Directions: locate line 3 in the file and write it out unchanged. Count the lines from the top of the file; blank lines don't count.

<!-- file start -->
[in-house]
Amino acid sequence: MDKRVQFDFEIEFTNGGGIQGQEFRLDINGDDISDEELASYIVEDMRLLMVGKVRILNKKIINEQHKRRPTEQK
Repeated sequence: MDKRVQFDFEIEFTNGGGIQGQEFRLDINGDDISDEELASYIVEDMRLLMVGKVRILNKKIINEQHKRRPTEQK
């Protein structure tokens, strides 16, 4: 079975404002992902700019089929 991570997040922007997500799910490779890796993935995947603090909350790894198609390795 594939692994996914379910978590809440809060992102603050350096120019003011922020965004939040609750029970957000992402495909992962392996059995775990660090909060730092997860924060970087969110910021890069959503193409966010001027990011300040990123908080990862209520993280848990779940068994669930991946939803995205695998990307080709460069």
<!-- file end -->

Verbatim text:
Repeated sequence: MDKRVQFDFEIEFTNGGGIQGQEFRLDINGDDISDEELASYIVEDMRLLMVGKVRILNKKIINEQHKRRPTEQK